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PostPosted: Sun Mar 29, 2009 1:08 am 
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No error codes in the 1990 T3 ecu, just flashes 12.

The wideband O2 showed idle getting progressively leaner each day for 3 days from around 15:1 to 16 to 17 and when it died it was pushing 18. I've been tuning the AFM tension spring via the WB O2 and it was really dialed in nice on Thursday coming up the hill.

If you blip the throttle, it comes back to life (spark and fuel). If you rev it, it revs up
ok, sounds almost normal. But if you hold it steady at say 1/4 throttle, it holds for a moment and then starts dropping rpm all the way to stall out. Like the computer has decided to cut fuel.
If you drop the throttle to idle, it goes chug chug chug and dies. Then it fires right back
up again on the cold start injector, runs at 1500 perfectly for 2 seconds, and then drops
rpm and dies, regardless of throttle position.
All the vacuum hoses are new, all the gaskets are new, the fuel filter is new.
The hi press fuel pump relay is new and the 2ndary pump is running, controlled by the ecu.
The entire cyl head, intake manifold, throttle body, afm have only been assembled for 1
month, and it's been running perfectly as a baseline. Base timing 16 deg adv. (it likes it)
There is no turbo or intercooler installed, this is normally aspirated with a long tube
header and no cat to the residual stock exhaust pipe. It's been pulling strong to 6500 with
the stock cam.
The new parts store Bosch 1 wire O2 is one month old, but I suspect it could be failing and
causing the computer to misbehave. Can anyone comment on T3 symptoms caused by failing O2's?
I swapped another stock throttle body on to eliminate the cold start air valve, and the
shaft was slopping a little on the existing TB, but no improvement.

It's behaving like a massive vacuum leak but I can't find anywhere for the leak to be.
(unless the brake booster blew to hell, since I can't drive, I don't know)

The rebuilt AFM ohms out ok, it's getting 5 volts, and the output voltage is nice and linear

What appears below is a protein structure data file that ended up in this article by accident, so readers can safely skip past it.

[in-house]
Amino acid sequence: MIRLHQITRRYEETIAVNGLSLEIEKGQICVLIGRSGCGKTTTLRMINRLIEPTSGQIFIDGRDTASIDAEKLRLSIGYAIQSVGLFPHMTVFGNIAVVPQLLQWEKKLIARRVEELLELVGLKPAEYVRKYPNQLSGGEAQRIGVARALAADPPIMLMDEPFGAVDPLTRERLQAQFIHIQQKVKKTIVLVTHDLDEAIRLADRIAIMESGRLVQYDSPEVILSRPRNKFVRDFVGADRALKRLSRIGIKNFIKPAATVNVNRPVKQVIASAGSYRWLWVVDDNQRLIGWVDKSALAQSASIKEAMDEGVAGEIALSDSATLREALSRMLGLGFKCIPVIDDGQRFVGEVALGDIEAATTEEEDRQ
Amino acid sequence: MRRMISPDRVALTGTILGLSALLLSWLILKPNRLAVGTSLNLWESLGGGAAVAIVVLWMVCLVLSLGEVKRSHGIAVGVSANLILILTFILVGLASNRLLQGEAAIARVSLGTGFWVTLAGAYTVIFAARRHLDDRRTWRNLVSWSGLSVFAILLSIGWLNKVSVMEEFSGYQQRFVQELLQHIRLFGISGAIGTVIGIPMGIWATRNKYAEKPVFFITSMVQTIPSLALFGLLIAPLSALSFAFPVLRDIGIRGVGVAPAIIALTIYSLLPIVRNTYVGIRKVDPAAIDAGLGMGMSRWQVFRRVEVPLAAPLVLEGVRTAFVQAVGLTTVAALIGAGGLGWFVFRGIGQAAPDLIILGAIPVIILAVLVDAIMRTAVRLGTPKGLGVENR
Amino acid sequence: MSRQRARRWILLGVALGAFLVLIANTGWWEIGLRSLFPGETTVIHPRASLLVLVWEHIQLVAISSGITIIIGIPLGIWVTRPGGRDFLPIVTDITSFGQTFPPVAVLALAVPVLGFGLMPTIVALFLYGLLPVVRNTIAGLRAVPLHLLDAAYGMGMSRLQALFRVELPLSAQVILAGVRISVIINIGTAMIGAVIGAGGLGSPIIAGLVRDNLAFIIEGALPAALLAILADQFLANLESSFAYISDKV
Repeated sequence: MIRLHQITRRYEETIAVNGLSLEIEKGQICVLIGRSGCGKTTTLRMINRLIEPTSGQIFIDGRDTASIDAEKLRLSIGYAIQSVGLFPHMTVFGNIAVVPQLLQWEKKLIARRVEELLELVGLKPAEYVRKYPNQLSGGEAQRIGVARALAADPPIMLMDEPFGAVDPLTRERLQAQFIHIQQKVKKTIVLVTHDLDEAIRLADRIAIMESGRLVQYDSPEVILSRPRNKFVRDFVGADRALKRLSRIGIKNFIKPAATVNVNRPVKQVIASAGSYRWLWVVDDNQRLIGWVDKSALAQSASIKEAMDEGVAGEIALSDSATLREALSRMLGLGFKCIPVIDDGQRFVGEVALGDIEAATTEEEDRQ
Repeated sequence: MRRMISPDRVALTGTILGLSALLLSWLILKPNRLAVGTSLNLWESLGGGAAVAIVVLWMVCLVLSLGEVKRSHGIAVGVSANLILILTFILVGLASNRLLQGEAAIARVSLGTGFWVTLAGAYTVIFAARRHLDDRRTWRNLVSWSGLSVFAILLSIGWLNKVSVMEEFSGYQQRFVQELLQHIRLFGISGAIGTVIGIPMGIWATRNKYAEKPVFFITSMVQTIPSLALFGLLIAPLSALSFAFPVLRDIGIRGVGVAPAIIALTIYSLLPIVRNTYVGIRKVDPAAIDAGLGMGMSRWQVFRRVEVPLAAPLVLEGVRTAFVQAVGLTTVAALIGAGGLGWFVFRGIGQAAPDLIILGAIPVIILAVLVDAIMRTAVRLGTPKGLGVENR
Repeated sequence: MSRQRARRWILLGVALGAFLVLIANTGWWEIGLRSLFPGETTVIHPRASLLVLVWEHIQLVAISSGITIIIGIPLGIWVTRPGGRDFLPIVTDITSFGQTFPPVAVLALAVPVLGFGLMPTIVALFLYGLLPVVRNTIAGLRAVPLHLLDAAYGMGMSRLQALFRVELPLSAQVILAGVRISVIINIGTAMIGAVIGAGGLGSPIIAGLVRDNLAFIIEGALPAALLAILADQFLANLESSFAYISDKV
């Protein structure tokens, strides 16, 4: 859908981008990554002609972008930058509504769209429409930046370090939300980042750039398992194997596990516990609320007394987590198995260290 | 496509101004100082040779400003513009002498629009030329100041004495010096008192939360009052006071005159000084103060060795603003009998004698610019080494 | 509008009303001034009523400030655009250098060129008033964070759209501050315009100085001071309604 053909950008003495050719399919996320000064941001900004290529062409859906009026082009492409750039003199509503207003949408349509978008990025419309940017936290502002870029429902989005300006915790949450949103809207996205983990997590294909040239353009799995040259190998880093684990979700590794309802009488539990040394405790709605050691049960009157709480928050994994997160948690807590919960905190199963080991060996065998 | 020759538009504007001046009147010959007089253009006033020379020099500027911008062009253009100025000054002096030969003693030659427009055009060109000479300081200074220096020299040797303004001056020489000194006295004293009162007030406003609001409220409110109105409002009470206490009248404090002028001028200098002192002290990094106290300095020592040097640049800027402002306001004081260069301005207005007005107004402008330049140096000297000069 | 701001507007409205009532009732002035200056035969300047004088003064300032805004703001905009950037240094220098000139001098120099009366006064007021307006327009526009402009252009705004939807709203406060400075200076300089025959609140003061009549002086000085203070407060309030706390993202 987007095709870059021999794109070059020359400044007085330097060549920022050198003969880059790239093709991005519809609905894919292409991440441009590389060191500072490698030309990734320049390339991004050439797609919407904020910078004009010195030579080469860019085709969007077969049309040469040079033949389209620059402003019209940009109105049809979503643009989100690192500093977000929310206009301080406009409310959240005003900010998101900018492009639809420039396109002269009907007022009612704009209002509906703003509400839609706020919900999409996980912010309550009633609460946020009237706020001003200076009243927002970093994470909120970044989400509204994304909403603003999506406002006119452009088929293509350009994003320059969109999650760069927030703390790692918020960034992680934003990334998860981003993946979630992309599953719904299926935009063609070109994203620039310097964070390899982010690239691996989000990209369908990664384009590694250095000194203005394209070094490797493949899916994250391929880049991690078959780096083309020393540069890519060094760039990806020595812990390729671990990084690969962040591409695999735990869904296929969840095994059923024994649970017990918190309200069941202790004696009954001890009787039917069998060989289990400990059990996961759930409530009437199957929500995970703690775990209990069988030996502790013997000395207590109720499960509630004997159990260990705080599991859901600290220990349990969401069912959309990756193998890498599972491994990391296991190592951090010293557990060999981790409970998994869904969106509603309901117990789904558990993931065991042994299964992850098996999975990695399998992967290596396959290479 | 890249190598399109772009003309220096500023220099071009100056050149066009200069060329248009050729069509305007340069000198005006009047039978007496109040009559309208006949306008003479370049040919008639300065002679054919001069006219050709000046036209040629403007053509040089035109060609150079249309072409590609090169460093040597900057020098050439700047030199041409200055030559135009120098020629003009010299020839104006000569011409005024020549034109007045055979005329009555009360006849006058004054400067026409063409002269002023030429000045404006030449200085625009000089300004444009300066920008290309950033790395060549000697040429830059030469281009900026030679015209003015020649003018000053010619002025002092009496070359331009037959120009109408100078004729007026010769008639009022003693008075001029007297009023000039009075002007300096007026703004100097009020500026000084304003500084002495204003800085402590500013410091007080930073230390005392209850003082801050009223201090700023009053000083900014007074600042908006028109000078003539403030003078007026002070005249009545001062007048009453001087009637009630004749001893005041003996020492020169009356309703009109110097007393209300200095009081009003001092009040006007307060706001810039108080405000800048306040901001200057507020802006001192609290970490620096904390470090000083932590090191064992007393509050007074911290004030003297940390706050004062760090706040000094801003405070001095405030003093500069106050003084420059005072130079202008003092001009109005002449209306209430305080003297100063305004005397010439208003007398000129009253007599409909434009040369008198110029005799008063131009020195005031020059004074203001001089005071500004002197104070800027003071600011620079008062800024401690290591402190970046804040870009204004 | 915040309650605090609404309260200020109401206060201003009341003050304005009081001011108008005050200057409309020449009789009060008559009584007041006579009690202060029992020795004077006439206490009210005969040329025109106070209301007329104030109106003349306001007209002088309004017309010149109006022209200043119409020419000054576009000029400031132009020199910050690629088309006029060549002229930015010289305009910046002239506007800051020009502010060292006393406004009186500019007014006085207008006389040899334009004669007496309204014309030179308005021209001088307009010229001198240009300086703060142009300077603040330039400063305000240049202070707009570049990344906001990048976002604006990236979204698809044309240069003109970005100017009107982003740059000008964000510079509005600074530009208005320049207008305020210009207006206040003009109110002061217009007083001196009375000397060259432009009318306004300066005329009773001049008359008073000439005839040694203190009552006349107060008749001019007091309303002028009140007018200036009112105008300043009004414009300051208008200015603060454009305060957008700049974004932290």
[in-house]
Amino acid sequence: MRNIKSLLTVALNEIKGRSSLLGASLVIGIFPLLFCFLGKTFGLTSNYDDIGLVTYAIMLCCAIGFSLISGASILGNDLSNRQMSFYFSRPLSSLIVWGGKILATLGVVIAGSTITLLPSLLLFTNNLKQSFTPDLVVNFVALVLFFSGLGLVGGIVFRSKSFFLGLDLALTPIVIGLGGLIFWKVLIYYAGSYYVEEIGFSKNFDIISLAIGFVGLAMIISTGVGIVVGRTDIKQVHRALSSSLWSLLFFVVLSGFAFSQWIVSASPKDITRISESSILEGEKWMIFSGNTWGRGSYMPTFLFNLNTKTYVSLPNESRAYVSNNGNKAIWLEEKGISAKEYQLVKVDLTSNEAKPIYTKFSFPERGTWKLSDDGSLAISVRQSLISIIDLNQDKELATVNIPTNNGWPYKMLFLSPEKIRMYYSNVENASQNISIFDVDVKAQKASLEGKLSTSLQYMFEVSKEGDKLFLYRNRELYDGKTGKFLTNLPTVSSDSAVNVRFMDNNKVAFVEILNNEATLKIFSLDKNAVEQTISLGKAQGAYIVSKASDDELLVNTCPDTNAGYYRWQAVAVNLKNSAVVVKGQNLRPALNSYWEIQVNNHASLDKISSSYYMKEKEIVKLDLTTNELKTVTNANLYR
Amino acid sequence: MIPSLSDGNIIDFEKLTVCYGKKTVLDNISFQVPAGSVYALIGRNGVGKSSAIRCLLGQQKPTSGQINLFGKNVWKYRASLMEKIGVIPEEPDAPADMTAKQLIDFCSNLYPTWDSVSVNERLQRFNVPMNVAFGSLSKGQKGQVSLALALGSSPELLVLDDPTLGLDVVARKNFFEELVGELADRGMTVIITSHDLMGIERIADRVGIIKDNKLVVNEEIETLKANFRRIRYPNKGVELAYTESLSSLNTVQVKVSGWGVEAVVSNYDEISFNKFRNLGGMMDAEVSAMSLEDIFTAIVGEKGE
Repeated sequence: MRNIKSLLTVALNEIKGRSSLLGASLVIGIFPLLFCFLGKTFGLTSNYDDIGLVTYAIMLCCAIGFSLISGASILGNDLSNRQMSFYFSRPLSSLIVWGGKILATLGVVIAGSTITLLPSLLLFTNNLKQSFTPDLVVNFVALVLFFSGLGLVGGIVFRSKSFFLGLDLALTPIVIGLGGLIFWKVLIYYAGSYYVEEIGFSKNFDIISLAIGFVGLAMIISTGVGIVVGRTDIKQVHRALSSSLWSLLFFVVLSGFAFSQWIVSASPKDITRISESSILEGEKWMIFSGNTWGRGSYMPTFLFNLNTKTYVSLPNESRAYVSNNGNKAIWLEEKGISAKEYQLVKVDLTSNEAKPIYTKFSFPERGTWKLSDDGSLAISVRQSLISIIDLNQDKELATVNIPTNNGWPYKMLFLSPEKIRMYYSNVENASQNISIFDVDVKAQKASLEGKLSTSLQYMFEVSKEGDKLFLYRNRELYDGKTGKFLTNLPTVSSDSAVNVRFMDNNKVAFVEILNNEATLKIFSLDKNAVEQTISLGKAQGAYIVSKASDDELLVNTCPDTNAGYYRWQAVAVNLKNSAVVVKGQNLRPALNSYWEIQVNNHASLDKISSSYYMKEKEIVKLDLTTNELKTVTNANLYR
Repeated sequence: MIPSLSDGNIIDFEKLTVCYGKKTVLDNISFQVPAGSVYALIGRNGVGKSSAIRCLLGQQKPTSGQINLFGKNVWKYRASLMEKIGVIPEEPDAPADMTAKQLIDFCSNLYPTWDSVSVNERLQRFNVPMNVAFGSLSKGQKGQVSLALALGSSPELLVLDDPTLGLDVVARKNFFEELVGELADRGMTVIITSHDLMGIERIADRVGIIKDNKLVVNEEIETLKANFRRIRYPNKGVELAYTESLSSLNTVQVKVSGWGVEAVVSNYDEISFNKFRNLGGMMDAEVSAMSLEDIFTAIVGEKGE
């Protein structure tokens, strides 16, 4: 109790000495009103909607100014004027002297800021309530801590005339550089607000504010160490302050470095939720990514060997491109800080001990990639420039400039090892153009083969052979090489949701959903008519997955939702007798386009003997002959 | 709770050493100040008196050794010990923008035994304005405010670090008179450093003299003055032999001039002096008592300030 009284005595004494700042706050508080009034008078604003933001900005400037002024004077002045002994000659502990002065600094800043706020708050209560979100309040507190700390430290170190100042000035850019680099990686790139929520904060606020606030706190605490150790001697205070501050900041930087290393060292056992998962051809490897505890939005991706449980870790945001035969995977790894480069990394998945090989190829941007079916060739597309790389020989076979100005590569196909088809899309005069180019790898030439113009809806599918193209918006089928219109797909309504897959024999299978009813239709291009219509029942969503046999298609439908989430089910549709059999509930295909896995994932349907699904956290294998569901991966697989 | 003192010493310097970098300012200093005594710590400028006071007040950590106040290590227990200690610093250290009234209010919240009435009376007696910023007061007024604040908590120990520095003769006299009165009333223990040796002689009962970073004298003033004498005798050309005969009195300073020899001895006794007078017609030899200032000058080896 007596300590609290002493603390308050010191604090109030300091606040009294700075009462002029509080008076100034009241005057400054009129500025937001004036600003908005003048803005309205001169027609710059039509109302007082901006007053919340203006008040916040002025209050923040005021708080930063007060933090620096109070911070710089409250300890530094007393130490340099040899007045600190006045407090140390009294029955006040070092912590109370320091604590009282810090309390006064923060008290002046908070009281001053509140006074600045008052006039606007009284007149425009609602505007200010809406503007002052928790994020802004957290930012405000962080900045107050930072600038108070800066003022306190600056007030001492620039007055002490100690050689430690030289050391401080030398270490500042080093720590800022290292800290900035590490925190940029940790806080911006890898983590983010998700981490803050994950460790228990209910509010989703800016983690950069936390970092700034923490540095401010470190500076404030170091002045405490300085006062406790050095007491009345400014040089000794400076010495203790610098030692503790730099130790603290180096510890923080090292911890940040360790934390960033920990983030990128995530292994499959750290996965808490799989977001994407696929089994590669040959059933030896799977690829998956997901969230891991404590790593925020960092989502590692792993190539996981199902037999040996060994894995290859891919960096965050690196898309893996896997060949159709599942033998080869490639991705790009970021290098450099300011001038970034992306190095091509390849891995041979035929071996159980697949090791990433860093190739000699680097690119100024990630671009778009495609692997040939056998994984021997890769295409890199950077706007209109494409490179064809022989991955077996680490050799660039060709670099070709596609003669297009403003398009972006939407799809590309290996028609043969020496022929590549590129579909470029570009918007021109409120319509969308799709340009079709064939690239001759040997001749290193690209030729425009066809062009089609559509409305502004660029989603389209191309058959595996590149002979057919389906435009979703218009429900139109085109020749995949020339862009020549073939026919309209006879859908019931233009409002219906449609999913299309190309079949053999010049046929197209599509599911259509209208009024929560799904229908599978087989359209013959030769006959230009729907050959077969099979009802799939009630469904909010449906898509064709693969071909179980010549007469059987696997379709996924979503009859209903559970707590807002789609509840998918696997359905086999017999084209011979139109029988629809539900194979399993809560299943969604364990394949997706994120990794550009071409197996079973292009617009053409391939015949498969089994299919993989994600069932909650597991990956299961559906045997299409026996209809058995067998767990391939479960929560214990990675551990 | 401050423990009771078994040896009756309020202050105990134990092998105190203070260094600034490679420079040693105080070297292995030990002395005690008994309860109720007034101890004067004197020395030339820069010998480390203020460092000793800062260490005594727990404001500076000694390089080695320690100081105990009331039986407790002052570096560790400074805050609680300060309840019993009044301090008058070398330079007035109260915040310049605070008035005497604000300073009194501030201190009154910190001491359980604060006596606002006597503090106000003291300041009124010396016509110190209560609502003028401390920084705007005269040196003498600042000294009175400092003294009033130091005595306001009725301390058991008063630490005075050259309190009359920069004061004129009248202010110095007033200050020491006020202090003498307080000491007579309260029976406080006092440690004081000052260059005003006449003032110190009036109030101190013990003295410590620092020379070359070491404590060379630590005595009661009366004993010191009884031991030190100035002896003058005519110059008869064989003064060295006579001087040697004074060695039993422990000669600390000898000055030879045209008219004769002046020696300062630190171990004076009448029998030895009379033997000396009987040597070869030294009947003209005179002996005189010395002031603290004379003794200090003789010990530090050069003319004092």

through range of travel. Oddly, the ohms through range of travel are not linear, don't
understand that. The AFM idle air bypass is closed. The TB air bypass is open 5 turns, originally holding 1000 rpm idle.
The air temp sensor ohms out ok cold.
The fuel injectors ohm out ok from the ecu connector.

Maybe the in-tank pump is dying intermittantly, it's history is unknown. It's a stock Geo
Metro TBI in-tank pump, controlled by the chassis harness. I turn the key on, and the tank
pump runs audibly. There is gas in the tank.

I swapped in another T3 ecu and got the same symtom. I'm fucking baffled. When it starts dying, you milk the throttle aggressively and it comes back to life and roars up the rpm band, but hold the throttle still and it drops rpm and dies. Can a dying ignitor behave that way? Which abnormal behavior is normal for a T3 component failure?

There are no codes!!! WTF, Over??

_________________
95 Metro hatch "Tequila lime" now demonically possessed by Lil Evil.
93 Metro wagon teenage schoolbus
90 Metro hatch "fugly duckling" next up for freeway suicide duty
89 'GT3' chassis in the house
Looking for another 95 to drag home...
92 Tracker 2 dr rwd stock
93 Sidekick 4 dr 1.9 vw TD, WVO conversion, 6" lift over 33's


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PostPosted: Sun Mar 29, 2009 10:24 am 
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you can isolate the brake booster by clamping the hose with a vise-grip.

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PostPosted: Sun Mar 29, 2009 3:35 pm 
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Have now plugged all intake manifold ports with rubber caps. Has eliminated brake booster, purge valve, and a/c up idle valve. No improvement.